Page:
Sammie is a large man, and he was bullied by his parents and sexually abused as a child. He killed his emotionally abusive girlfriend one night after she triggered him. I am deeply suspicious of the idea of acting or art as therapy, but Sammie’s ability to comprehend Shakespeare as solidly as a professional actor does imbue him with a significant emotional vocabulary.
I presume Tofte’s years of experience had built enough trust for that taunting to be positive—what he was taunting Sammie for was not being emotionally present enough in the speech.
Sammie is a successful computer programmer, and has a potentially bright future outside of prison if he is released, but he knows that his success in prison might be difficult to match as a free man, too.
In this Tempest, he plays Trinculo, the alcoholic butler who would usurp the place of the king.
Big G is another intriguing example. In his testimonial, he explains how the prison system mentors criminals to make them into more adept criminals, but that if one is lucky, a better set of mentors can be found, like Tofte and Shakespeare. He is cast by the group as Caliban, the monster of the Island who feels like his inheritance has been denied him. Big G killed an officer in a shoot-out when he was a drug dealer in his early twenties. He explains that he initially thought that criminals should make good actors because criminals have to be good liars—but his experience as an actor showed him that good acting is far more about the truth than lying. Identifying the Caliban in himself requires depths of self-perception, and humility. (Oscar Wilde noted, in his preface to The Picture of Dorian Gray, that some readers dislike Realism because of the ugliness of the realization that we are Caliban.)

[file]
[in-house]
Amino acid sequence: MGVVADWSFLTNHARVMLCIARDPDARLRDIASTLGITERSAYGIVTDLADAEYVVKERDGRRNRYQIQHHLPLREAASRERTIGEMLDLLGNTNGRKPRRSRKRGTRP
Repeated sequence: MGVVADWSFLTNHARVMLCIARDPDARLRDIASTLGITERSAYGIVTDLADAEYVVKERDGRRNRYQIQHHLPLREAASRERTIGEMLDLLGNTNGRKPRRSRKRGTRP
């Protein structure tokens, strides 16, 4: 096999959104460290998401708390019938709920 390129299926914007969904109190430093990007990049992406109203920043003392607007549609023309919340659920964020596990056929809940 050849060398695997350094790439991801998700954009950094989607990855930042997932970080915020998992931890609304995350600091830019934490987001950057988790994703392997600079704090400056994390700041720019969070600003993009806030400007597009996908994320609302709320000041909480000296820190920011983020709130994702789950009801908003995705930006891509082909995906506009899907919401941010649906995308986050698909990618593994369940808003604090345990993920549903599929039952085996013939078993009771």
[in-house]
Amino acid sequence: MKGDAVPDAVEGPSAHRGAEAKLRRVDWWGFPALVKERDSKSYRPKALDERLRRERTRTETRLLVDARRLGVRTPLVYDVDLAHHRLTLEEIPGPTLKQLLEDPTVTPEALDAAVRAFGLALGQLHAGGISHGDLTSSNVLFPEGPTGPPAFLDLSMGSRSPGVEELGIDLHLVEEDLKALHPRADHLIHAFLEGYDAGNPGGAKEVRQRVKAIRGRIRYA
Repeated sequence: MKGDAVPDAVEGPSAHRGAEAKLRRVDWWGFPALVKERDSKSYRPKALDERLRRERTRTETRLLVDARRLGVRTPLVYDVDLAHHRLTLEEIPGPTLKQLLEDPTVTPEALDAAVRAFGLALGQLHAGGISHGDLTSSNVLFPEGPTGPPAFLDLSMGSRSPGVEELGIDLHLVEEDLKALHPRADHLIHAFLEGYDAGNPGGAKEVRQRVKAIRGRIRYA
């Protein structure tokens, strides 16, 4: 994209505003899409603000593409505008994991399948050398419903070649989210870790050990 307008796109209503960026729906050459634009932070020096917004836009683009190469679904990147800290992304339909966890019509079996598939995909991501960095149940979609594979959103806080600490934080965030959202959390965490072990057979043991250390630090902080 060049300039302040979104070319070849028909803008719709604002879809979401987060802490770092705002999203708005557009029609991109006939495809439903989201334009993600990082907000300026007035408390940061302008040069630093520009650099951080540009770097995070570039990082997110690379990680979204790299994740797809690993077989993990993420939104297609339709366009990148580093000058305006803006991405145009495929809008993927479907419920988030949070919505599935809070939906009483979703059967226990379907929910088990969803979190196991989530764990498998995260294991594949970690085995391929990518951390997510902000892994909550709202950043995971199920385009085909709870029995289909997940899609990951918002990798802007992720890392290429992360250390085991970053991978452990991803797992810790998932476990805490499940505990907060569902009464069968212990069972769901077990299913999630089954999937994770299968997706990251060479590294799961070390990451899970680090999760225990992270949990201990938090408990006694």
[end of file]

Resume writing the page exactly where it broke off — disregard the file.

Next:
Hal, an older member of the group, is cast as Prospero, a man wrestling between a sense of rage and a desire for redemption.
Hal killed his wife. Hal shows himself to be incredibly sensitive, and reveals the crux of the questions I offered in the beginning of this review:
It’s taken me a long time to figure things out and to come to an understanding of who I am and why I did some of the things that I’ve done. It’s helped me to forgive myself, but some forgiveness doesn’t seem to be—to be—enough. It’s kind of—it’s kind of—it’s kind of hollow. I try to find deeper meaning—in my life and—this can’t be it. This can’t be what my life is all about, and what my actions have caused.
I am omitting several other stories because Shakespeare Behind Bars is too good to overshare before you’ve seen it. This documentary is better than most productions of The Tempest.
Shakespeare Behind Bars does not offer a definitive answer to the question of if these men are sufficiently reformed, if they can maintain their gentleness, vulnerability, and aspirational nobility in the outside world. The honesty, intelligence, and vulnerability of these men in trying to answer that question themselves is an honor to behold.
John King (Episode, well, all of them) holds a PhD in English from Purdue University, and an MFA from New York University. He has reviewed performances for Shakespeare Bulletin.